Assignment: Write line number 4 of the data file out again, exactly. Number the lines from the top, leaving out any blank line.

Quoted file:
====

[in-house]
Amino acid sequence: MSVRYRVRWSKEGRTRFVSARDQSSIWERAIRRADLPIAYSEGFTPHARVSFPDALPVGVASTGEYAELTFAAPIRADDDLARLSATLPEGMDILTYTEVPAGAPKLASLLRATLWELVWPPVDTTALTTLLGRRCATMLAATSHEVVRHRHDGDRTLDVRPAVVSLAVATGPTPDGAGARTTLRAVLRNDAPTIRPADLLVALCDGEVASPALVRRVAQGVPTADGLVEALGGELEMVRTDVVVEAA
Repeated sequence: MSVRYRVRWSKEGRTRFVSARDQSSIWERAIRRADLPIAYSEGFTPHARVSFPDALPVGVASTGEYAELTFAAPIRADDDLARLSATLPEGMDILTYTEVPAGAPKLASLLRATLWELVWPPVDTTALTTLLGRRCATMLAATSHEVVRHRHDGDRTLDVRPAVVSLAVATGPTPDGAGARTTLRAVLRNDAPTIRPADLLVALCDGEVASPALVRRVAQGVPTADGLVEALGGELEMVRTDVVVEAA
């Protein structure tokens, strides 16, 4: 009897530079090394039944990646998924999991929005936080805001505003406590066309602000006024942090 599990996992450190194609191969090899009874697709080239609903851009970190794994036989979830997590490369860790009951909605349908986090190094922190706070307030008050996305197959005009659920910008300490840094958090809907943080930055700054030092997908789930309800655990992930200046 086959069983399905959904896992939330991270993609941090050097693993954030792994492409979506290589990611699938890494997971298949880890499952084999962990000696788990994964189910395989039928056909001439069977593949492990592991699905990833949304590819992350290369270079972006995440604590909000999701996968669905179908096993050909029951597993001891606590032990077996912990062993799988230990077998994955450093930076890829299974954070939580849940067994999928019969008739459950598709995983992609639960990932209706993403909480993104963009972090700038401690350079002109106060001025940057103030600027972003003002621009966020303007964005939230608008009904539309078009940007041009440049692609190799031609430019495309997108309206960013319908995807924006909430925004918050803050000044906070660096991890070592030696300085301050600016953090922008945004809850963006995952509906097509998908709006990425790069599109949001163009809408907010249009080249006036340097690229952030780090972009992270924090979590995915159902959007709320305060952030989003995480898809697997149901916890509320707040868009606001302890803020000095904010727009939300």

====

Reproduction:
């Protein structure tokens, strides 16, 4: 009897530079090394039944990646998924999991929005936080805001505003406590066309602000006024942090 599990996992450190194609191969090899009874697709080239609903851009970190794994036989979830997590490369860790009951909605349908986090190094922190706070307030008050996305197959005009659920910008300490840094958090809907943080930055700054030092997908789930309800655990992930200046 086959069983399905959904896992939330991270993609941090050097693993954030792994492409979506290589990611699938890494997971298949880890499952084999962990000696788990994964189910395989039928056909001439069977593949492990592991699905990833949304590819992350290369270079972006995440604590909000999701996968669905179908096993050909029951597993001891606590032990077996912990062993799988230990077998994955450093930076890829299974954070939580849940067994999928019969008739459950598709995983992609639960990932209706993403909480993104963009972090700038401690350079002109106060001025940057103030600027972003003002621009966020303007964005939230608008009904539309078009940007041009440049692609190799031609430019495309997108309206960013319908995807924006909430925004918050803050000044906070660096991890070592030696300085301050600016953090922008945004809850963006995952509906097509998908709006990425790069599109949001163009809408907010249009080249006036340097690229952030780090972009992270924090979590995915159902959007709320305060952030989003995480898809697997149901916890509320707040868009606001302890803020000095904010727009939300």